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As the climate becomes increasingly unpredictable, Ian Michaelwaite says more businesses should factor the weather into their planning.

As the British summer slowly gets its act together and our thoughts turn to holidays, lazy days in the garden and the sound of children happily playing under the sprinkler (hosepipe ban allowing), a part of us knows that summer and sunshine aren’t always the most reliable of bedfellows. So when we plan our weekends, we always have a Plan B up our sleeves: ‘We’re off to the beach for a barbecue…unless it rains, then we’ll go to the cinema and take the kids for a burger afterwards’. While making the decision to hit the beach or the local multiplex is one that can be taken on Saturday morning, most of us will be reasonably certain by Thursday of what the weekend will bring, simply by following the weather forecasts.

We take all this for granted, which makes it so odd that very few companies have weather-related Plan Bs. Most of them let weather happen to them, rather than planning ‘what if’ scenarios to prepare for conditions that can cause disruption and loss. Retail is the one area where weather really is an established and important part of planning as it can affect approximately

5% of turnover. It is a given that hot, dry weather will increase sales of ice cream, salad and soft drinks, but without retailers tracking sales against historic weather conditions we wouldn’t know that soft drinks and ice creams plateau at 23-24°c and sales of squash and frozen ice pops start to accelerate. Nor would we know that the sun boosts the sales of hair removal creams and women’s razors by up to an eye watering 1400%, give or take a whisker or two. In other sectors weather has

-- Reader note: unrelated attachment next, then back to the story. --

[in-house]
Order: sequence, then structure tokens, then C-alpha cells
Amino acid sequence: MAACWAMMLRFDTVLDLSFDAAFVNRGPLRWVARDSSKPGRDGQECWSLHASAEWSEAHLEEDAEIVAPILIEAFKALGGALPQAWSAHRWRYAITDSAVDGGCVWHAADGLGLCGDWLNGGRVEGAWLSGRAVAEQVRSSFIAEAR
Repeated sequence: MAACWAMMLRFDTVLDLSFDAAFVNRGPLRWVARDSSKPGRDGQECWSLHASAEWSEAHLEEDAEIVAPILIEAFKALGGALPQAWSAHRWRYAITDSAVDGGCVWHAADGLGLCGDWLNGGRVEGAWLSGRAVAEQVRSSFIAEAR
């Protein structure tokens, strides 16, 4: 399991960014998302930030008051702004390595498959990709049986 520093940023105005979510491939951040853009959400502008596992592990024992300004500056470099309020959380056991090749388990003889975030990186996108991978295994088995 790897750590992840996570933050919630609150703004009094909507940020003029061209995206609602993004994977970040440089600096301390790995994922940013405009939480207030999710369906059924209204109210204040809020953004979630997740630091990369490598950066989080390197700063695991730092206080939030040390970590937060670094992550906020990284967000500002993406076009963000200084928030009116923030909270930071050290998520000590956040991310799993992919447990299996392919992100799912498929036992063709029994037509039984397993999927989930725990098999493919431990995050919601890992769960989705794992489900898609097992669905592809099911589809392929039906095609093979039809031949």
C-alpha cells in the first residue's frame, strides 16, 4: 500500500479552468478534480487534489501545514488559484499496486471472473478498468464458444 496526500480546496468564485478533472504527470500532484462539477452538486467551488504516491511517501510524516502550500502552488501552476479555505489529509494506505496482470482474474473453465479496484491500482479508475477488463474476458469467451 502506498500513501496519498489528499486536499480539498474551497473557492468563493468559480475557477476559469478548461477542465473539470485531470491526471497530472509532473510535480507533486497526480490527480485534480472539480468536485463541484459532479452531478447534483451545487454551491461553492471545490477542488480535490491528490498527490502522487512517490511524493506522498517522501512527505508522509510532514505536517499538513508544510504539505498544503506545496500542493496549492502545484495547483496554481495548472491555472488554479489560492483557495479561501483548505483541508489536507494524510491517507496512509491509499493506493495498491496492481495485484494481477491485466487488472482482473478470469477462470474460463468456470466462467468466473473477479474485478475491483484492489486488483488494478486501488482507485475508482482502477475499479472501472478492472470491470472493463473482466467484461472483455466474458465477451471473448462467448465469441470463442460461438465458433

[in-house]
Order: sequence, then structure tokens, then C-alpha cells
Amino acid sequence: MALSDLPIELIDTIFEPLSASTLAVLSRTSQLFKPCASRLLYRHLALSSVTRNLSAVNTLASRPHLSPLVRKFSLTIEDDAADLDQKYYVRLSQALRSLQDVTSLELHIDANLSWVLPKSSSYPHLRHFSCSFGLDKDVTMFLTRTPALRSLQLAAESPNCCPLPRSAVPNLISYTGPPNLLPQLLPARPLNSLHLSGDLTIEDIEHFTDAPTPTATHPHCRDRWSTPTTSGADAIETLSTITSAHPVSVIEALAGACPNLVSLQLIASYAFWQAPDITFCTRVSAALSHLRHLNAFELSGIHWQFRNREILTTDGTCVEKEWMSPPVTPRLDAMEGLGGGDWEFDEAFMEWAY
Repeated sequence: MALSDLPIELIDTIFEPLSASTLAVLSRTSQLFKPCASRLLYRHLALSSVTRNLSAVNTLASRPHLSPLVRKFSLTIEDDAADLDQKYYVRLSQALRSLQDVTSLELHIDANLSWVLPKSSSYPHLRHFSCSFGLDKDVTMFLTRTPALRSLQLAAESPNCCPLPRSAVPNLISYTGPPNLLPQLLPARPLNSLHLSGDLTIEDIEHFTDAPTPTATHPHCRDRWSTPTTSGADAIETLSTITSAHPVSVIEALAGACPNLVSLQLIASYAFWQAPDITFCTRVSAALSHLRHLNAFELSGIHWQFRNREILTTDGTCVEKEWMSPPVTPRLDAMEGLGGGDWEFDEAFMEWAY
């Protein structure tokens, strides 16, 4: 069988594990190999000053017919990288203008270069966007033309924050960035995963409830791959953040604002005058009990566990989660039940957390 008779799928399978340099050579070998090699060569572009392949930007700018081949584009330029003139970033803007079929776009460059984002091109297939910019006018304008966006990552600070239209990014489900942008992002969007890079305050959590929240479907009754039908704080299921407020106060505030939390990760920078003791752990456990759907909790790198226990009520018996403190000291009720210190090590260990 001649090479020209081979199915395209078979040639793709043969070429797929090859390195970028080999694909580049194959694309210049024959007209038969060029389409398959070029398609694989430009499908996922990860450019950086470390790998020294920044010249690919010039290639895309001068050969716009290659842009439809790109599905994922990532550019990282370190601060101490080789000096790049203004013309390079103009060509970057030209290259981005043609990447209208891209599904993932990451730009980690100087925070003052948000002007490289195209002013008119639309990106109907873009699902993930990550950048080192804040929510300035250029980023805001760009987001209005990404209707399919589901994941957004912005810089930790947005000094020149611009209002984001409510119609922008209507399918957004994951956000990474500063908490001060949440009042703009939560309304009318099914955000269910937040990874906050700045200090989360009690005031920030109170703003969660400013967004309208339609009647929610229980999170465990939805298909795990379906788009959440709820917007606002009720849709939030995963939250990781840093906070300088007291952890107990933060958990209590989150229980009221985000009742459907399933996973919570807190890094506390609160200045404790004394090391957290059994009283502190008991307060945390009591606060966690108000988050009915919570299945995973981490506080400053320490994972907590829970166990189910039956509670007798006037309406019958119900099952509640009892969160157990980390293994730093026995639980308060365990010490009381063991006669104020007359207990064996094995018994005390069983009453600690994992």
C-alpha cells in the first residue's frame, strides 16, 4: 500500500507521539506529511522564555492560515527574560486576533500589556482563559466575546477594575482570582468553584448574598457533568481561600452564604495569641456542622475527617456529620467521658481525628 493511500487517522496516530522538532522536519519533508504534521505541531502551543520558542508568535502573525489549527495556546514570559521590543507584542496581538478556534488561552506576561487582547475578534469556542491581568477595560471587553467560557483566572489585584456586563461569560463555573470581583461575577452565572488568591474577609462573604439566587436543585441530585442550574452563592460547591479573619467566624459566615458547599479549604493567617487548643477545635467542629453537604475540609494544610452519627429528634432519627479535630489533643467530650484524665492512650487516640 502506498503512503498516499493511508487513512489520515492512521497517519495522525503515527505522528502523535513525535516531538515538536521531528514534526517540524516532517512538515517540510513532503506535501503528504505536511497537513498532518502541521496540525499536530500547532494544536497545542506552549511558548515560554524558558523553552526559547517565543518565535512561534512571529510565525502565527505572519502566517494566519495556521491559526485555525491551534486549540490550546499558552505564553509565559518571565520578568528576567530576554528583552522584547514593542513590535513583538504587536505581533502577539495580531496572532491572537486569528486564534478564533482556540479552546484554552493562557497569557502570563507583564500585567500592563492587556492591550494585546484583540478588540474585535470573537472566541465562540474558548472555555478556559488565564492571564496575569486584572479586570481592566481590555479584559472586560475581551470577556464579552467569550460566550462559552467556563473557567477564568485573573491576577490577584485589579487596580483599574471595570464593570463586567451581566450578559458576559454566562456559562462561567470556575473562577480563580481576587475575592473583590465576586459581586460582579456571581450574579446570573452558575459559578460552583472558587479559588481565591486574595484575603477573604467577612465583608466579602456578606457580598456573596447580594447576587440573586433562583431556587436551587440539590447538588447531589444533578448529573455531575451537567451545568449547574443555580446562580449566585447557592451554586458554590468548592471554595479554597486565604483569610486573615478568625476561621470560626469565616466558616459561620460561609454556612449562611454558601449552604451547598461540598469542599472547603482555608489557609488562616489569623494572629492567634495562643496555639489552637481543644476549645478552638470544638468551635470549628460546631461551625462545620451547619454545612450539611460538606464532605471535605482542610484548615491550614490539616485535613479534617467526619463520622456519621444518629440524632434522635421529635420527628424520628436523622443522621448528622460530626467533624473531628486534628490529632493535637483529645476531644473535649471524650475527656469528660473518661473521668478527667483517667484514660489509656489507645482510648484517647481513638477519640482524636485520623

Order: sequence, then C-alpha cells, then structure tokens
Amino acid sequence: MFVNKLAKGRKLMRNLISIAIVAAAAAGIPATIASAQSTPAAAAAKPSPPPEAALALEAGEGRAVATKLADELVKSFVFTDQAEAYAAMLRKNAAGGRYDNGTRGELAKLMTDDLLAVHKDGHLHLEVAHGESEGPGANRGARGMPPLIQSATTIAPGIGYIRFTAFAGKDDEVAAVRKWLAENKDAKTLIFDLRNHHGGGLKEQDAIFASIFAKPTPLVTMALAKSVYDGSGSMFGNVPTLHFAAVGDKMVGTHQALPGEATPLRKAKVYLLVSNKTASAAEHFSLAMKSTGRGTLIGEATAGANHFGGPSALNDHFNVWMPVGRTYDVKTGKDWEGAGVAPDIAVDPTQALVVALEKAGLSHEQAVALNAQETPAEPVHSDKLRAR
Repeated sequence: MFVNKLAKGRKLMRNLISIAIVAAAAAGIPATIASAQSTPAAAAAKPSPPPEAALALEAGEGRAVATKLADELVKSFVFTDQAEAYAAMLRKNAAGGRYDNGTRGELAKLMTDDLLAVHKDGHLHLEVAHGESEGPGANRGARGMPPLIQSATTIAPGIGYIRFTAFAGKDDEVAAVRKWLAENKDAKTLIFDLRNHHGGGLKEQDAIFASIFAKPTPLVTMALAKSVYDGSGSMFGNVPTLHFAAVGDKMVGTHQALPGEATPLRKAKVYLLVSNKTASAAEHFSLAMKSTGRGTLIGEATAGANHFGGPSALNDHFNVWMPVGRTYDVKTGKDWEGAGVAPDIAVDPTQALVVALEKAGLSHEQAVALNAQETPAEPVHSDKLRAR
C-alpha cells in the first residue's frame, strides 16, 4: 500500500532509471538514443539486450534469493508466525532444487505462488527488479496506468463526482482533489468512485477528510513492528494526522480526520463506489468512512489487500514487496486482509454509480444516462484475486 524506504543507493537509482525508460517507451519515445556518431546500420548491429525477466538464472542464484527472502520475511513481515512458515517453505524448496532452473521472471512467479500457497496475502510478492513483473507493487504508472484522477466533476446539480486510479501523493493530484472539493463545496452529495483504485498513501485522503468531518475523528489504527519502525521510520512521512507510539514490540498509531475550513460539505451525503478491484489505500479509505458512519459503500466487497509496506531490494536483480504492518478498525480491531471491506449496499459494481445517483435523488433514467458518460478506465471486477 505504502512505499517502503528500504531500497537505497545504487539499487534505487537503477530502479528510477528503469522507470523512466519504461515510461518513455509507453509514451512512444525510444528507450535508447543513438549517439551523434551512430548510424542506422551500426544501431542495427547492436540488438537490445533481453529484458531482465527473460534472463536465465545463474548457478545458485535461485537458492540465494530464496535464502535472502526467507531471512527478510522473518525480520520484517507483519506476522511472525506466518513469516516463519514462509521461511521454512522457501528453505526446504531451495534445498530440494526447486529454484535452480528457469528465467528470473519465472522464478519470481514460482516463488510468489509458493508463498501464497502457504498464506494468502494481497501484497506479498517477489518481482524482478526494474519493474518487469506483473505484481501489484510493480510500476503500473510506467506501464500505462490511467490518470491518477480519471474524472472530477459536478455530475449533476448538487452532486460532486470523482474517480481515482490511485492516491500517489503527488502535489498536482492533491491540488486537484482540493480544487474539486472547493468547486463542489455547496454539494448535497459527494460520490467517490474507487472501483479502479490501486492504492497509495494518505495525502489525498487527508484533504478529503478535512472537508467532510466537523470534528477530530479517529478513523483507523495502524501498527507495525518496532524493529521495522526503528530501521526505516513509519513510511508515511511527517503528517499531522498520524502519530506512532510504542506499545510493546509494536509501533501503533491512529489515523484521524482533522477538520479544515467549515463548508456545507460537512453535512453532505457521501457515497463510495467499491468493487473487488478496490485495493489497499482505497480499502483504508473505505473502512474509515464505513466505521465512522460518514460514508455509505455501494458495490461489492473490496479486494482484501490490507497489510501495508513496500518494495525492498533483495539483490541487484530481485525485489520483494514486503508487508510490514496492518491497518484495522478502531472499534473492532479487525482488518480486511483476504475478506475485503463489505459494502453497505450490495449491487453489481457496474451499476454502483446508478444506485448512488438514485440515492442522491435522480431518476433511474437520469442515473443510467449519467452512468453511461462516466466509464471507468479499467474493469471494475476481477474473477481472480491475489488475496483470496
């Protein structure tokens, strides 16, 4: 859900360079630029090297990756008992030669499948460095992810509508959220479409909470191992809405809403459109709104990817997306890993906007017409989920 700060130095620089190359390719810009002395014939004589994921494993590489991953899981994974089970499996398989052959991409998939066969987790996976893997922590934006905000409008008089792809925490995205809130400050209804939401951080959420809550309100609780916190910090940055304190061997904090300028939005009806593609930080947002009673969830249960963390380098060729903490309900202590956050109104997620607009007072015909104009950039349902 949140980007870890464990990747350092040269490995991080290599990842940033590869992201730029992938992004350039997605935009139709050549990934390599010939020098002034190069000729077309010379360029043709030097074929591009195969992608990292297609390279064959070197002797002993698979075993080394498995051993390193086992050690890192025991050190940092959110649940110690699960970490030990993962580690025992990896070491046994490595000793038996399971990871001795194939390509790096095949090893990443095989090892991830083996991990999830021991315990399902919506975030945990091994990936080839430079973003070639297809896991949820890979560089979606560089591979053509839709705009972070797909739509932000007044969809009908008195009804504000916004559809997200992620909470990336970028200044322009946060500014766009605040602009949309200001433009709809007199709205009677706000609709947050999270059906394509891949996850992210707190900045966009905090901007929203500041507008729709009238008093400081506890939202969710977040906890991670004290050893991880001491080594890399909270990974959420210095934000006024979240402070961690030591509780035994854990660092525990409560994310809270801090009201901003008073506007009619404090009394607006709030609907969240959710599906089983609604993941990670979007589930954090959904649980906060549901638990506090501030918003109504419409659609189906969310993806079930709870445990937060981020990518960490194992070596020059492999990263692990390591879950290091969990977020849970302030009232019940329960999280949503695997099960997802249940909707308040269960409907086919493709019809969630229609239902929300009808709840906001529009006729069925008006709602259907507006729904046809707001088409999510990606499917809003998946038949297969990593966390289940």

poor weather? These are only truly answerable with historical analysis of weather conditions related to key performance indicators, and once that analysis is in place, weather forecasts can become an important part of your business planning armoury. With these building blocks, you have a new tool to improve efficiency through effective resource management and planning, and marketing opportunities to exploit weather-related products and services. On top of all that, you’ll be that little bit less worried about what happens when the weather bites. Of course sometimes you just have to lump it: there are time-critical events that you can’t change, such as sales promotions, outdoor events like concerts, catered parties and major celebrations. Knowing the weather in advance doesn’t help much if it’s going to be a washout, although you can mitigate the risk (not least ordering in some brollies and tents.) But once you understand the difference weather makes to your bottom line, you can insure against the worst case scenario, whether it is the number of snow days likely during a winter sales promotion, or, literally, rain on your parade. You will be able to


just as much impact but doesn’t get anywhere near the same recognition as a key performance driver. When it comes to your business, can you confidently answer weather-related questions? Are service calls affected by weather type? Is staff performance and attendance affected by the temperature? Do ‘sickies’ rise on sunny days? Is website traffic impacted by

quantify potential losses and take out a policy to help rebalance the books if the worst happens. So next time you take your first look out the window and realise you have to change your plans, ask yourself what your customers’ reaction will be, and how you can best exploit it. Or rather, how you might have been able to exploit it better if you’d had a weather eye out.


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